NASA Help Wanted: Telescope Optional

If you’ve ever wanted to work for NASA, here’s your chance. Well, don’t expect a paycheck or any benefits, but the Agency is looking for volunteers to help process the huge amount of exoplanet data with their Exoplanet Watch program. If you have a telescope, you can even contribute data to the project. But if your telescope is in the back closet, you can process data they’ve collected over the years.

You might think the only way to contribute with a telescope is to have a mini-observatory in your backyard, but that’s not the case. According to NASA, even a six-inch telescope can detect hundreds of exoplanet transits using their software. You might not get paid, but the program’s policy requires that the first paper to use work done by program volunteers will receive co-author credit on the paper. Not too shabby!

The observations involve measuring dips in star brightness caused by the transit of a known exoplanet. This allows the planet’s orbit to be calculated more precisely, which helps other scientists who want to observe the planet later. This can save valuable time on large instruments by tasking the telescope for the exact time the exoplanet will transit.

We find it ironic that it wasn’t so long ago that science generally dismissed the possibility of detecting and observing extrasolar planets. Now there are more than 5,000 of them known to exist. That’s 1,000 a year for the Enterprise’s five-year mission.

We love citizen science, especially when it is space-based. There are several other projects on Zooniverse, if you want a choice between space and other kinds of science.

31 thoughts on “NASA Help Wanted: Telescope Optional

  1. Oh, so NASA pisses away Billions of our tax dollars on silly space ventures, and now they want free help!
    We have far more pressing matters here on planet earth to deal with, where that money would be far better spent. Piss off NASA!

      1. As I usually wear t-shirts for a pajama top, I feel I have enough to last me the rest of my life.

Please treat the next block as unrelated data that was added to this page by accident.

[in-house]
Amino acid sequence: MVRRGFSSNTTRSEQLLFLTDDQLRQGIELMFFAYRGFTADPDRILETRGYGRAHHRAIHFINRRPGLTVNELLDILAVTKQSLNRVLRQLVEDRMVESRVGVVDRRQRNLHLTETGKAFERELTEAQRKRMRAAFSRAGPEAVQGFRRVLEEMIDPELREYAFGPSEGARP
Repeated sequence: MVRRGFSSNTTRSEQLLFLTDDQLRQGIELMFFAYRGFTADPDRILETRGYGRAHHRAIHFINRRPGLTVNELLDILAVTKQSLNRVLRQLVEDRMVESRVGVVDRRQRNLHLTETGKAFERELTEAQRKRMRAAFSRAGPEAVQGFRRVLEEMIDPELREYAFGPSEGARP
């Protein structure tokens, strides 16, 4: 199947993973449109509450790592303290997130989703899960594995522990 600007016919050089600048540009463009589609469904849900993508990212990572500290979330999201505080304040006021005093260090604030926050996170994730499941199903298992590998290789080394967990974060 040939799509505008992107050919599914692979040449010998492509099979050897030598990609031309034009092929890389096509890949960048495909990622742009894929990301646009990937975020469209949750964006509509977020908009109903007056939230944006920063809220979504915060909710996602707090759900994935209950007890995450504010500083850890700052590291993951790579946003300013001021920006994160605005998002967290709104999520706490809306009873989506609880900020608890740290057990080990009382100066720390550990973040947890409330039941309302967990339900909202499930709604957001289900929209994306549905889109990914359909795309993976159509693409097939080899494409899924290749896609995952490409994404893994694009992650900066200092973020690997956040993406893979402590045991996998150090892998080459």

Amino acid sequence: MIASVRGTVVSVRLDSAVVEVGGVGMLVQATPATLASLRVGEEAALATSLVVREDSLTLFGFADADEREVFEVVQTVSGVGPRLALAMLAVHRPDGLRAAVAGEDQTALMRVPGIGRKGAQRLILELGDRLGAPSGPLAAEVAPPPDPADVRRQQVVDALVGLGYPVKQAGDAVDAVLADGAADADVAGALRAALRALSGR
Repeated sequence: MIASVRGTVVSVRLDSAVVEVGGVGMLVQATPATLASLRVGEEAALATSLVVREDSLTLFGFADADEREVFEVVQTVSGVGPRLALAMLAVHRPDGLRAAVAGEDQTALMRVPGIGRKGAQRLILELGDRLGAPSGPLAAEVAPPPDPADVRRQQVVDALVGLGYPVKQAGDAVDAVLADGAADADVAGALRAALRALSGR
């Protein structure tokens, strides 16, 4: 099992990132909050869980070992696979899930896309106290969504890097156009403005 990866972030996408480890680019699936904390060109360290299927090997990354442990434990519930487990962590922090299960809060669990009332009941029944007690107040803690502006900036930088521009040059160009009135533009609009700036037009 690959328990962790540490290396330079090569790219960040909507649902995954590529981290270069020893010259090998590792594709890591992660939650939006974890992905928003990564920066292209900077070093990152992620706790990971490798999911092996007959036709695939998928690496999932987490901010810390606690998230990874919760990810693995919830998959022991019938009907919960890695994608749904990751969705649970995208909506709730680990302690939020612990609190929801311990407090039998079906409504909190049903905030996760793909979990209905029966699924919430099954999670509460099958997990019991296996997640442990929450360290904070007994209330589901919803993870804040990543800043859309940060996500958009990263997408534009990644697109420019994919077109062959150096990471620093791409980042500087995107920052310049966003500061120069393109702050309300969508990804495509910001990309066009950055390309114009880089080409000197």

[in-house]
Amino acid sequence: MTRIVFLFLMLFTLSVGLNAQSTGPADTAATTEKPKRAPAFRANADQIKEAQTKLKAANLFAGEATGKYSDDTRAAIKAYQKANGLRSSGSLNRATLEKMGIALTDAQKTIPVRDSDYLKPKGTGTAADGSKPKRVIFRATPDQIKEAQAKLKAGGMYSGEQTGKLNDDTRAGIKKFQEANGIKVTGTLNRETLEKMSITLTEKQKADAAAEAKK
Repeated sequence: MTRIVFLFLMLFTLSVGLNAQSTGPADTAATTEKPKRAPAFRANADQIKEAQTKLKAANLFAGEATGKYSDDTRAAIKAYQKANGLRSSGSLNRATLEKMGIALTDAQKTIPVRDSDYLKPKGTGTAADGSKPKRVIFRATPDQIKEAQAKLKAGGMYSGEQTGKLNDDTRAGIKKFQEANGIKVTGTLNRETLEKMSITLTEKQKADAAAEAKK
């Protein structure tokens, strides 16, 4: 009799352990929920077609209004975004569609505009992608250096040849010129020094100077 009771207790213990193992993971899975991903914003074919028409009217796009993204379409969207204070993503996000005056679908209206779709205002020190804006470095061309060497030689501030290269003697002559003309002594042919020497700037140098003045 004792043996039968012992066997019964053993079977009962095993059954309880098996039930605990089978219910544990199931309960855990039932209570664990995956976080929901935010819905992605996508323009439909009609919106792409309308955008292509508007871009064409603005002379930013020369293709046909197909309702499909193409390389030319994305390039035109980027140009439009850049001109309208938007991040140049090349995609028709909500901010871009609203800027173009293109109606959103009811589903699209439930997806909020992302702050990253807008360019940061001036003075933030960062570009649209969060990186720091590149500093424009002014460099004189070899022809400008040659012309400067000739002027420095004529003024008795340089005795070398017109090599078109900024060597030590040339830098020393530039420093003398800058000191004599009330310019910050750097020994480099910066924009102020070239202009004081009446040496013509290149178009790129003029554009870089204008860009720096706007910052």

OTOH, T-shirts with a pocket, can be daytime worn, because there is a place for my pocket protector B^)

    1. If everyone was as smart as the people at NASA, or worked as hard at the people at NASA, or had the desire to succeed as strongly as the people at NASA, or were as productive as the people at NASA … we wouldn’t need to spend that money on other things to make up the difference in value added to society. You clearly have no idea how many things that benefit society have come out of the work done at NASA.

      1. Send this to the rose-colored-glasses department. Thirty years working for them, seeing the pervasive politics, sweeping the failures of major contractors away, failure to foster small contractors has given me an entirely different viewpoint. Science definitely takes a back seat to making your senator happy.

          1. Not quite everywhere, but everywhere that’s connected with the government.
            Or is the complainer also wanting to get rid of the entire government, DoD included?

    2. Interesting, given what was so idiotically expressed was sent from a device derived from that wasteful agency’s technology, from a home filled with other NASA derived technology.

  2. Citizen science is nothing new but is a rad new use of connected telescope devices. The SETI at home thing from 20 years ago that essentially used screensaver time to process data was pretty cool. One of the new generation of smart telescopes, the Unistellar, is able to be used in such a fashion. You use it on your own or whatever, but can also elect to participate in group data collection that gets automatically uploaded to whoever is coordinating the event. There is a cool article floating around where Tim Russ, and actor from Star Trek, talks about it.

    1. They probably use Google and/or Amazon server farms for their data and processing needs. I would much rather this than buying quickly outdated hardware and more accidentally erased data that cost $billions to acquire.

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